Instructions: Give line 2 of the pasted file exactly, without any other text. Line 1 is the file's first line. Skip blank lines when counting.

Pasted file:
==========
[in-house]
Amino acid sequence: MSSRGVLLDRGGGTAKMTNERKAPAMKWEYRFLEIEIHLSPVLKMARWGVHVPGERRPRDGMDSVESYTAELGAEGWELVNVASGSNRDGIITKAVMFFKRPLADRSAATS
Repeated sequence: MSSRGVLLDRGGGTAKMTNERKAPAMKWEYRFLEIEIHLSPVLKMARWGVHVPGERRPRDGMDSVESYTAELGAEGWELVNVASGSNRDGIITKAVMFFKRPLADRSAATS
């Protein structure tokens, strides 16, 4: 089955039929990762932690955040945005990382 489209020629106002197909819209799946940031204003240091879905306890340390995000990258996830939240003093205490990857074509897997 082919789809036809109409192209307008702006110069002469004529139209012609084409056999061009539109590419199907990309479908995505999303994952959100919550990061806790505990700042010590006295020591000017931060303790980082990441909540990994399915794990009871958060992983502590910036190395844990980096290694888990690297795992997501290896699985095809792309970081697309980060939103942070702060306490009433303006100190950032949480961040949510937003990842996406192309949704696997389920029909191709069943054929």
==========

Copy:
Amino acid sequence: MSSRGVLLDRGGGTAKMTNERKAPAMKWEYRFLEIEIHLSPVLKMARWGVHVPGERRPRDGMDSVESYTAELGAEGWELVNVASGSNRDGIITKAVMFFKRPLADRSAATS